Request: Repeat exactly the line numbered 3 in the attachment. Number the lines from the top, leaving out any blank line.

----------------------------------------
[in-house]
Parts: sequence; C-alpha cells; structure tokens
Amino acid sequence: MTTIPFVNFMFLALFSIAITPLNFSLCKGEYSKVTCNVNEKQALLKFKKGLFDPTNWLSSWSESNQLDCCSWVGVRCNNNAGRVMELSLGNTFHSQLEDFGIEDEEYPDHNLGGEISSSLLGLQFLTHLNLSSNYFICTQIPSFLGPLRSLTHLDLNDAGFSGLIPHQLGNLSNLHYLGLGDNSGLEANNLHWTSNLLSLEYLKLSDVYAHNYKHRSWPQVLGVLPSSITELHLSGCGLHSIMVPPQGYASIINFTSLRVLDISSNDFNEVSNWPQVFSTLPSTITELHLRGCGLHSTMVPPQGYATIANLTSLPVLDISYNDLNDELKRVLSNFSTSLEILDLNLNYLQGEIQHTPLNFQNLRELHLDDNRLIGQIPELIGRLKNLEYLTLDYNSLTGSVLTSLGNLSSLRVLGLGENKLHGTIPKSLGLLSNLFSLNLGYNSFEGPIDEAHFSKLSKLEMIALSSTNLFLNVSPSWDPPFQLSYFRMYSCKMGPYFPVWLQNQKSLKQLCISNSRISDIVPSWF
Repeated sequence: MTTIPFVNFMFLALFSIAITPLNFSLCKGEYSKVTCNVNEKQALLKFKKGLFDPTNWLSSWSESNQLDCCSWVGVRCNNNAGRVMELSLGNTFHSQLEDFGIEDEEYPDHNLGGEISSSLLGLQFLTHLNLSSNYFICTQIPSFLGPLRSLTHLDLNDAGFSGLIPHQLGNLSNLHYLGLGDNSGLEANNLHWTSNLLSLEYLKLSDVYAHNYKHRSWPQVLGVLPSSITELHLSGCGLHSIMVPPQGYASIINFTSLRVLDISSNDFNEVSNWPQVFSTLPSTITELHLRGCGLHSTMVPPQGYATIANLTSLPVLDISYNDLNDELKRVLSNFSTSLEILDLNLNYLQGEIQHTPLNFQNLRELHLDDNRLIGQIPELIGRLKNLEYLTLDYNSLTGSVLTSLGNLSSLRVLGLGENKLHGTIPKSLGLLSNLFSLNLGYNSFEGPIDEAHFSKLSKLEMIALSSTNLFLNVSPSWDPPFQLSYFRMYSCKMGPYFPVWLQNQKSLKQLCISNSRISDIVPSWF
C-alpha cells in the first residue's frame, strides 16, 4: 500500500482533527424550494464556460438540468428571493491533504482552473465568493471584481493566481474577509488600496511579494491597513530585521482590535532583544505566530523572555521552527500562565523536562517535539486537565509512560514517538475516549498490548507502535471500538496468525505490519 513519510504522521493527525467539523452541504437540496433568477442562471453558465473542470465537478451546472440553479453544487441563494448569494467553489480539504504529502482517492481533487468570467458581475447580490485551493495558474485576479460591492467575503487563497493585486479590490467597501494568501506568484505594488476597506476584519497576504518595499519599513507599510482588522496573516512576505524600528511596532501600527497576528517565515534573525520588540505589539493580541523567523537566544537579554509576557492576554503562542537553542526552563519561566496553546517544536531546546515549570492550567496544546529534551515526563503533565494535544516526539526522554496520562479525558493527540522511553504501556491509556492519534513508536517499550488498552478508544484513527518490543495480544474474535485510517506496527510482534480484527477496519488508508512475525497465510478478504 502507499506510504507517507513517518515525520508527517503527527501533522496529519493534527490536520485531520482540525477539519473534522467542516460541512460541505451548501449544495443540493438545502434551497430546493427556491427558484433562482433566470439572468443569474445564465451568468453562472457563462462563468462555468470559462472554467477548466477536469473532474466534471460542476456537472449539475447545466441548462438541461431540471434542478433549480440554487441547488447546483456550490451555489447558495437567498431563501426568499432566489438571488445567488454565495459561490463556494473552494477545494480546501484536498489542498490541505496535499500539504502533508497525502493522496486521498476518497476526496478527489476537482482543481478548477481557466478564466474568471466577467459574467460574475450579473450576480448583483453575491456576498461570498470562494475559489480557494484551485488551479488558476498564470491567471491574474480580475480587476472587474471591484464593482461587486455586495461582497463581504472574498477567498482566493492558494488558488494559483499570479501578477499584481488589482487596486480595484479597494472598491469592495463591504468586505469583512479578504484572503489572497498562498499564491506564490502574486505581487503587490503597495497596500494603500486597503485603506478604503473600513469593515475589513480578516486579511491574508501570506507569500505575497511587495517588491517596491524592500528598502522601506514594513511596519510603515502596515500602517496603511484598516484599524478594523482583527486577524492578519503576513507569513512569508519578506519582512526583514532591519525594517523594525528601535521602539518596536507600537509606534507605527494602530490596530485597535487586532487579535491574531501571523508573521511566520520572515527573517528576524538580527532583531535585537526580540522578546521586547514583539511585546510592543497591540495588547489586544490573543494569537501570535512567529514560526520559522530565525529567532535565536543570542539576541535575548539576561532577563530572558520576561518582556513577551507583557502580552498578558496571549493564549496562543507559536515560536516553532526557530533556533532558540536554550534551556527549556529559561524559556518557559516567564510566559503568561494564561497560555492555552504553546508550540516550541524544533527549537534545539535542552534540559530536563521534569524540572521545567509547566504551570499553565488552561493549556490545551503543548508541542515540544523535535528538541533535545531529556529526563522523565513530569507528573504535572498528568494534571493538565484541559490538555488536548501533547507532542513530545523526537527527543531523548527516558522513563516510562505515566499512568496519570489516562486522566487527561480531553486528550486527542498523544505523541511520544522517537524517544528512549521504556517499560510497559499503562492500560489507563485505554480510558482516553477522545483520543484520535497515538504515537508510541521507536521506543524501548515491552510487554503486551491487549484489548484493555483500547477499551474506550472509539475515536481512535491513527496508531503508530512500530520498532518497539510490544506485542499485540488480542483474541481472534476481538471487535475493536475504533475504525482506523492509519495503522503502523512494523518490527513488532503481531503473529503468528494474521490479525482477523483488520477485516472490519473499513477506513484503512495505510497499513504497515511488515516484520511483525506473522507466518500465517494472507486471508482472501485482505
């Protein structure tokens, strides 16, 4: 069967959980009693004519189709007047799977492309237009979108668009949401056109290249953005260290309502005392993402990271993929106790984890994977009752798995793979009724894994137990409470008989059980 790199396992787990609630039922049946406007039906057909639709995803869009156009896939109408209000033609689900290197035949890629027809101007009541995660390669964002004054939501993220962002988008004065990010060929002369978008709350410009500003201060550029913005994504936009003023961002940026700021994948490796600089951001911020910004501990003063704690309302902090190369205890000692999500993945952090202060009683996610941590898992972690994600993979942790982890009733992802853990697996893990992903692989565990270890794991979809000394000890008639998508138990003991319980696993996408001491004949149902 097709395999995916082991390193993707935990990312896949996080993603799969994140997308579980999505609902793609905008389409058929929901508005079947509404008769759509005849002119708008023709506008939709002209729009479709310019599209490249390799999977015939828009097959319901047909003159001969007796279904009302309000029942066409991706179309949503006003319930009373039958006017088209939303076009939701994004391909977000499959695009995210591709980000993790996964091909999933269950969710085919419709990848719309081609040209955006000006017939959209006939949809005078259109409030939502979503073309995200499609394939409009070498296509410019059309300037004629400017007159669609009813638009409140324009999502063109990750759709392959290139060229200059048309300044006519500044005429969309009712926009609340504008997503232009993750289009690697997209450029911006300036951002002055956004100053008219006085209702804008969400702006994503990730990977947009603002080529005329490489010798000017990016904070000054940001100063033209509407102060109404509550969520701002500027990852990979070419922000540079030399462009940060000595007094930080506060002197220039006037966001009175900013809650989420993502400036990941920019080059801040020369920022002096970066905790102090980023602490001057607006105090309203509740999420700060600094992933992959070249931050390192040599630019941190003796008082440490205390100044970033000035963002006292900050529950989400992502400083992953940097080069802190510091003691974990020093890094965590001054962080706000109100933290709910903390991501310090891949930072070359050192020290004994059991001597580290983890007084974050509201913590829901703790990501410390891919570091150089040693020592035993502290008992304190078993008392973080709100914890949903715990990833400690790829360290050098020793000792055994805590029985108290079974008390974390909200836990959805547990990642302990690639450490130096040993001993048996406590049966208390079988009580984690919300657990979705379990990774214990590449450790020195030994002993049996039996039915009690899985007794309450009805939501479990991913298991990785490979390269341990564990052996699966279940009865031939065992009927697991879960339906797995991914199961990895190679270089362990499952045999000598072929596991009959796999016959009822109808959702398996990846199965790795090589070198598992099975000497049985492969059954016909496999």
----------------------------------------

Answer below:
Amino acid sequence: MTTIPFVNFMFLALFSIAITPLNFSLCKGEYSKVTCNVNEKQALLKFKKGLFDPTNWLSSWSESNQLDCCSWVGVRCNNNAGRVMELSLGNTFHSQLEDFGIEDEEYPDHNLGGEISSSLLGLQFLTHLNLSSNYFICTQIPSFLGPLRSLTHLDLNDAGFSGLIPHQLGNLSNLHYLGLGDNSGLEANNLHWTSNLLSLEYLKLSDVYAHNYKHRSWPQVLGVLPSSITELHLSGCGLHSIMVPPQGYASIINFTSLRVLDISSNDFNEVSNWPQVFSTLPSTITELHLRGCGLHSTMVPPQGYATIANLTSLPVLDISYNDLNDELKRVLSNFSTSLEILDLNLNYLQGEIQHTPLNFQNLRELHLDDNRLIGQIPELIGRLKNLEYLTLDYNSLTGSVLTSLGNLSSLRVLGLGENKLHGTIPKSLGLLSNLFSLNLGYNSFEGPIDEAHFSKLSKLEMIALSSTNLFLNVSPSWDPPFQLSYFRMYSCKMGPYFPVWLQNQKSLKQLCISNSRISDIVPSWF